When asked about Sgt. Fenlason(the commanding officer over the co-defendants who wasn't present at TCP2 on March 12th), he appeared to become testy, saying “that man was tactically incompetent. He had what, sixteen years of service, with only four of those years spent ‘on the line’. He never fired his weapon and he’d never been fired at, he hid out at TCP1 the entire time, in fact I think he told me ‘I’ve never seen an insurgent before.’ He was a ‘hider-and-slider.’”(A hider-and-slider is a term used to describe an Army officials who “hide” from combat while sliding up the ranks). He was asked about the Combat Stress program and it’s reputation. He told the court that he overheard Cortez ask Fenlason for permission to go to Combat Stress. According to Lauzier, Fenlason’s response to Cortez was “you want to take that punk ass route? Go right ahead.”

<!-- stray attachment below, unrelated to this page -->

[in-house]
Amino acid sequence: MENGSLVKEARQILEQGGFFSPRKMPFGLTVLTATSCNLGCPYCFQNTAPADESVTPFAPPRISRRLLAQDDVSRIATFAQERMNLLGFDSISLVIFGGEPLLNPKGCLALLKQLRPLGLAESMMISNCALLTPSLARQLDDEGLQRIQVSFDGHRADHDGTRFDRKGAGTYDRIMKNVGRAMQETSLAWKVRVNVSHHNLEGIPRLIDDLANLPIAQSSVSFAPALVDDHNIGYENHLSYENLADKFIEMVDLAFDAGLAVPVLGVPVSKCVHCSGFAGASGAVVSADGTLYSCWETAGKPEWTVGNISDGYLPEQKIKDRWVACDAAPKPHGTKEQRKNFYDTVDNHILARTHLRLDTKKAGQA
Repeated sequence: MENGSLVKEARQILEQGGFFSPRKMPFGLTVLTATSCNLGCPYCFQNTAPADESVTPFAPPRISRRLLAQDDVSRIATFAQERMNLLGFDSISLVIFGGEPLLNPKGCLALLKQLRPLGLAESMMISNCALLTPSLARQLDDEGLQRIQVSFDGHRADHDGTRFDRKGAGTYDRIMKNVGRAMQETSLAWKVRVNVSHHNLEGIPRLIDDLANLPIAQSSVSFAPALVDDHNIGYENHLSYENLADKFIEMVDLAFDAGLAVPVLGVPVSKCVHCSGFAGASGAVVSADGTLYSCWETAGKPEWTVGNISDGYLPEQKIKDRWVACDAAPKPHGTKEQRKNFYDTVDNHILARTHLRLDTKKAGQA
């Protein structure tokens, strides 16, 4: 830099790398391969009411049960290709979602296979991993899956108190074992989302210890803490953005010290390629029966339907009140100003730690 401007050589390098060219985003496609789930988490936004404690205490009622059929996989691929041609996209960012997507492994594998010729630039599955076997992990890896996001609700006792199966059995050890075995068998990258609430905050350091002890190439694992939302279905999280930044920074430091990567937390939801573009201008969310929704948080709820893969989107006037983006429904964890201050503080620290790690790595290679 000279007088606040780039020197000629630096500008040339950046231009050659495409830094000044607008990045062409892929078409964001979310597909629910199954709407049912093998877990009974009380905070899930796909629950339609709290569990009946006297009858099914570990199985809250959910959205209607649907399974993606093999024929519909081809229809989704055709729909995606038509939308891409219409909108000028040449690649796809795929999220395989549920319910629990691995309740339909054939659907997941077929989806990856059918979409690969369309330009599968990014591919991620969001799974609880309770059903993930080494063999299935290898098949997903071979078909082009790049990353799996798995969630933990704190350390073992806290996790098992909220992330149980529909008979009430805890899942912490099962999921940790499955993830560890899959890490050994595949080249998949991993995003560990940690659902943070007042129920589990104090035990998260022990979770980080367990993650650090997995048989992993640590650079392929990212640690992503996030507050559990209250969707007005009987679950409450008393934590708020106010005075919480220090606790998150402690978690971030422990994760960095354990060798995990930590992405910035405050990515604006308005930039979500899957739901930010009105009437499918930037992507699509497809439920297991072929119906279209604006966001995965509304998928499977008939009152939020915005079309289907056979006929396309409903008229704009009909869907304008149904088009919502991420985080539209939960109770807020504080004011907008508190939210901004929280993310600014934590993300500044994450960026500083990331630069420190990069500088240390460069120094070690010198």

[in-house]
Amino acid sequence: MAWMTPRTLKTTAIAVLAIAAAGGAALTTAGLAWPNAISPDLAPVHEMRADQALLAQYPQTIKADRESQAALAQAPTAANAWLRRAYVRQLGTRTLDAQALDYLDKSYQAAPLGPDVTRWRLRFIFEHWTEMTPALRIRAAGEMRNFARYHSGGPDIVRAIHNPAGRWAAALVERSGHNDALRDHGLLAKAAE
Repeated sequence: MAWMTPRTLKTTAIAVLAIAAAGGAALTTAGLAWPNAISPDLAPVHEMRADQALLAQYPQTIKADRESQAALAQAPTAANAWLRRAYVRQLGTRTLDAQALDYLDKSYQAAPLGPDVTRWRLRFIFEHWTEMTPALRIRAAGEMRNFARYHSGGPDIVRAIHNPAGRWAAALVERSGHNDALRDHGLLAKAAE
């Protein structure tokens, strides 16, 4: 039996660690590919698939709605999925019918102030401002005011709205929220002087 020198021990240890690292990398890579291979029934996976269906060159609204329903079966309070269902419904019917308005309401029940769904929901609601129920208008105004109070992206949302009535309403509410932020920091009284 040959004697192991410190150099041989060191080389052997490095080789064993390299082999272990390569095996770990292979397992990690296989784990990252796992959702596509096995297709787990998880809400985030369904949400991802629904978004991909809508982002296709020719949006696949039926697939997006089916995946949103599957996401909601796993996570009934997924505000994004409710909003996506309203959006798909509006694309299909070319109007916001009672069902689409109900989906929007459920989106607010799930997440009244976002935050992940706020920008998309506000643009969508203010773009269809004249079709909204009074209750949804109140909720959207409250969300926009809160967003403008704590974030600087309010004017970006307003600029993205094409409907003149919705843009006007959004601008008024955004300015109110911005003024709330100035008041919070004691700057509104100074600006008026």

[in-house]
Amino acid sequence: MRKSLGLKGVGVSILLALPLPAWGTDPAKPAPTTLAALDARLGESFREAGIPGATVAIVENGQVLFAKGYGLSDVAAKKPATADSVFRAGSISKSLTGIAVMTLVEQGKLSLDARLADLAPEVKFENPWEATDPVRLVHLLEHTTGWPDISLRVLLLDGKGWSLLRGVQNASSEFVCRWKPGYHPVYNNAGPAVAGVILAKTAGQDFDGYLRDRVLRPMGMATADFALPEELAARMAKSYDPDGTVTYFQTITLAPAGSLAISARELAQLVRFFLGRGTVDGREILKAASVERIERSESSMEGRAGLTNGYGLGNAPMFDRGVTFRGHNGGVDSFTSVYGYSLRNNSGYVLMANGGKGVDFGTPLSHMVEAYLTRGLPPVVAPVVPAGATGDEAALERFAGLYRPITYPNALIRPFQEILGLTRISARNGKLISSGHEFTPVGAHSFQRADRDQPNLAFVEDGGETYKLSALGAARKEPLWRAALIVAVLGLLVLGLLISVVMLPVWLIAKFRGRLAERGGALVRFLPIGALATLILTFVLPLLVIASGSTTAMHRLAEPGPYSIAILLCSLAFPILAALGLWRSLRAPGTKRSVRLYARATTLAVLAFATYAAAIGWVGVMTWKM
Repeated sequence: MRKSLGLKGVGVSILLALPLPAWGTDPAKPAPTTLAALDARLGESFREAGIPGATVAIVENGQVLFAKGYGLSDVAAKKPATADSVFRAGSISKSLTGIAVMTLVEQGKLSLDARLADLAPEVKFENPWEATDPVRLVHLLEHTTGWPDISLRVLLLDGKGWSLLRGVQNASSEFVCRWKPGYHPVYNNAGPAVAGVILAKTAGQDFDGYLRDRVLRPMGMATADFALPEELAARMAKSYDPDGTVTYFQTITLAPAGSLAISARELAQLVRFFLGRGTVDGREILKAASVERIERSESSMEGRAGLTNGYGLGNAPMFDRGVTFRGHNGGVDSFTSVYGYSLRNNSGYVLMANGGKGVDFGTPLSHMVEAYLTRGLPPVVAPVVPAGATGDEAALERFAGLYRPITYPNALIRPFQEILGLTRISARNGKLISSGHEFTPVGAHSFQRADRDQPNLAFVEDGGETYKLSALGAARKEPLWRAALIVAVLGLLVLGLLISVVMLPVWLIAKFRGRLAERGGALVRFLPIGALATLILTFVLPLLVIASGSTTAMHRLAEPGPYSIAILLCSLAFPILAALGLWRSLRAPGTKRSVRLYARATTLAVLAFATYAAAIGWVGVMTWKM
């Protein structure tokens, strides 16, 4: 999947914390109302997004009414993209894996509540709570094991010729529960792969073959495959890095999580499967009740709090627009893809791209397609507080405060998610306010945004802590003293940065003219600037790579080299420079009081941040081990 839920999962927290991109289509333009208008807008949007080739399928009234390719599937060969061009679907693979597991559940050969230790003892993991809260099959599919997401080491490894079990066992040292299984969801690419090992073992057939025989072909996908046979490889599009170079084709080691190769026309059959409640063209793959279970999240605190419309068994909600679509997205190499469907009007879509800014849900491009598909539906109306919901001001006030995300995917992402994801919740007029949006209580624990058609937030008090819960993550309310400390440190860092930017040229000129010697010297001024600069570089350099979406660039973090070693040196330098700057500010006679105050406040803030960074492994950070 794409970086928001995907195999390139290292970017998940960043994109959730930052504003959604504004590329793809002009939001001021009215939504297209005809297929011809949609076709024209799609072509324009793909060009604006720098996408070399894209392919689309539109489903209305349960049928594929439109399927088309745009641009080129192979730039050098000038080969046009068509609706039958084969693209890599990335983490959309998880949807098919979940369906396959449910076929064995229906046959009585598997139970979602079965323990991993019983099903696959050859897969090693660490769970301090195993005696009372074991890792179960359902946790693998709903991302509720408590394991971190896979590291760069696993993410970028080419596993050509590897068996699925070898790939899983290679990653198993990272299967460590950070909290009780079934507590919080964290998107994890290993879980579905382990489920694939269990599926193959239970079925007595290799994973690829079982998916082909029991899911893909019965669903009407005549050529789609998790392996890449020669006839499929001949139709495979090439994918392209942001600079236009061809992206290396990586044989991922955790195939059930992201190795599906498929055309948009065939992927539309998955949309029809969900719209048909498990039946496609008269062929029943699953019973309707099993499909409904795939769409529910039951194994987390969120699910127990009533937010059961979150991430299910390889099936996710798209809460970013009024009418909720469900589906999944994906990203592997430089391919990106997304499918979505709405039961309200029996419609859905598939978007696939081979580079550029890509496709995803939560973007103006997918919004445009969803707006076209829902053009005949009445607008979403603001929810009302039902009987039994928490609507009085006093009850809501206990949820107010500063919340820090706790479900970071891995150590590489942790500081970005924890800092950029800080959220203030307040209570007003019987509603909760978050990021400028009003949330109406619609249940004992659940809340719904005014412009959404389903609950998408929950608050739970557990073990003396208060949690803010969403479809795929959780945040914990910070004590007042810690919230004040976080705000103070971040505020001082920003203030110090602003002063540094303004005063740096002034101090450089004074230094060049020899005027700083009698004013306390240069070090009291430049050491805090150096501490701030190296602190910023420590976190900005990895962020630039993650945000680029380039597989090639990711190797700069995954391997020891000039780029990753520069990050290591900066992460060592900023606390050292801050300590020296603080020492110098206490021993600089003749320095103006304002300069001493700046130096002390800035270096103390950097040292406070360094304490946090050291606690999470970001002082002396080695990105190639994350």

When asked about Captain Goodwin, he testified that “his hands were tied, he felt responsible for Britt and Lopez’ deaths so he was put on R&R.” On Britt’s leadership, he stated that he was “the best lieutenant I ever had, he was a West Point graduate and he listened to his NCOs.” Lauzier got very frustrated when asked about Lt. Col. Kunk. “he would micromanage, he wouldn’t listen to what the NCOs were telling him… he would absolutely berate any officer who tried to say things like ‘we don’t have enough manpower.’ He threw lives away…when he showed up after Casica and Nelson got killed he said he ‘was tired of First Platoon feeling sorry for itself.